Futures and Optimism Bias

Futures (thinking) and strategic foresight can be powerful tools to help us to plan and see opportunities and threats ahead of us. When we can imagine what might happen it’s easier for us to plan for it. Futures work allows us to anticipate what could be so we can adapt better to what is now.

Good strategic foresight involves drawing on trends and patterns to create scenarios, envision possible futures, and assess risks and benefits. It is, however, a product of our present. When we use futures and foresight we begin with stating our assumptions. As we wrote recently on Censemaking, it is the willingness of futurists to see preferred, positive, and optimistic futures that they often neglect things we dislike. Just listen to the assessment on the Globalist of the 2022 Russian invasion of Ukraine and you’ll hear how badly the West got its futures thinking wrong.

Assumption Building

The first step in any futures or strategic foresight project is assumption finding, building, and assessment. We begin by asking ourselves: what do we believe to be true about the situation?

We continue asking: what do we believe about the past, the present, and the future?

Another key tool we use is the Third Position Strategy where we begin asking questions about our beliefs from a ‘third’ position that is not us. Another is the What Went Wrong approach which is a post-hoc review of what we’ve already done. After-action Reviews are other ways to help assess what kind of beliefs we had about something and the effect of that thinking on action.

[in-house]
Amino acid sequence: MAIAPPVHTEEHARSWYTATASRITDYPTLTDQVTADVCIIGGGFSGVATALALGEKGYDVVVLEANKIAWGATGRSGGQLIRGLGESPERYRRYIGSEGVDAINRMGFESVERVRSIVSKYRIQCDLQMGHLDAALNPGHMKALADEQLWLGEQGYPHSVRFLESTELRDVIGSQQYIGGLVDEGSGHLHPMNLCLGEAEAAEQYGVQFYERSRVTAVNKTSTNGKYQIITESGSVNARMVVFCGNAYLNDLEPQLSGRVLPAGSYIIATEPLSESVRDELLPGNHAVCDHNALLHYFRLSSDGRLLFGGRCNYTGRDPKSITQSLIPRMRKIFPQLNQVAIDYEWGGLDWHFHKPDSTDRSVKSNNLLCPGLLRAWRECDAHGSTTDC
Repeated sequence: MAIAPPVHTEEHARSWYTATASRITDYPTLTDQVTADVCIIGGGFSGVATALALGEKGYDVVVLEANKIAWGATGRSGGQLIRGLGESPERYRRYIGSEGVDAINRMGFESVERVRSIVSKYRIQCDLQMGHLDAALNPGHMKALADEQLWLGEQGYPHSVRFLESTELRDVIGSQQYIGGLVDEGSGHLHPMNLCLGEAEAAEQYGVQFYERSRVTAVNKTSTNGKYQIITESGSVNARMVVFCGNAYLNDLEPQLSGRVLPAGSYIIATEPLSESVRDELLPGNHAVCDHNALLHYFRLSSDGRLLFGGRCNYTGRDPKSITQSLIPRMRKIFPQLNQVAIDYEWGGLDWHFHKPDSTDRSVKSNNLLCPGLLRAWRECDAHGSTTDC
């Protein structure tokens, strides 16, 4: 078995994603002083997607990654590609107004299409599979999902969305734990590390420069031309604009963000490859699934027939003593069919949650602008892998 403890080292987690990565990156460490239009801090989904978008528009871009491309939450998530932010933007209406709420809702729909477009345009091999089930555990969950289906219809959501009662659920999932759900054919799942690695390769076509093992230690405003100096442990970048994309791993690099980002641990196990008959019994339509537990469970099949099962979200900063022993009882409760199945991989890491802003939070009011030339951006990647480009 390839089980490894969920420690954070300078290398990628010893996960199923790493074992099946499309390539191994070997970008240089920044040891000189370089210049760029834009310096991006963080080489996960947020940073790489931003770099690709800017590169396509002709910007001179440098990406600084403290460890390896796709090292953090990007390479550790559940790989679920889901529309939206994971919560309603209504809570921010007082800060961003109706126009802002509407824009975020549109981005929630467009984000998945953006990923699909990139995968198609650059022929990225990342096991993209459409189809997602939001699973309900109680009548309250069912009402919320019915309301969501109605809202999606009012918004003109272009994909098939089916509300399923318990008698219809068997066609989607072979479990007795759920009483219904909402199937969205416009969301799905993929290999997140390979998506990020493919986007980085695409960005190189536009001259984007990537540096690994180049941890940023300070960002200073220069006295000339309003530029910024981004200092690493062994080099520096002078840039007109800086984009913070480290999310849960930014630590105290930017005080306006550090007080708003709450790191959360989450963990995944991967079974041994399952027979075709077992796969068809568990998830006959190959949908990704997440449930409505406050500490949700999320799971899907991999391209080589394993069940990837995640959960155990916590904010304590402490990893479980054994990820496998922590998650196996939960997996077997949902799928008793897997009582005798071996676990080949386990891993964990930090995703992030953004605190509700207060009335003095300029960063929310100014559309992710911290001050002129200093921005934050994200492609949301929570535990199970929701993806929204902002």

These two approaches combined with some exploratory design research help us surface assumptions.

Assumption Testing

We also advocate asking these questions and using these techniques ahead of engaging in futures work. There is no ‘correct’ answer to these questions and there may be multiple answers.

  1. Do we see the situation through a lens of optimism or pessimism?
  2. What would someone who is not like me to see in this situation?
  3. What are the fundamental beliefs about human nature that guide our thinking?
  4. How is the situation we are looking at (past, present, future) similar to what’s happened before?
  5. How might we see the situation differently?

By asking these questions and building narratives that can challenge and confirm the answers we can better ensure that our futures thinking is less prone to unhelpful bias.

Futures building is all about beliefs and assumptions. What’s important is that we recognize, acknowledge, and remember the ones we bring.

Futures and strategic foresight work is a means of seeing what might come before it does. It’s a big part of what we do at Cense. For help in bringing this perspective to your organization, contact us and let’s grab a coffee.

Photo by Alex wong on Unsplash

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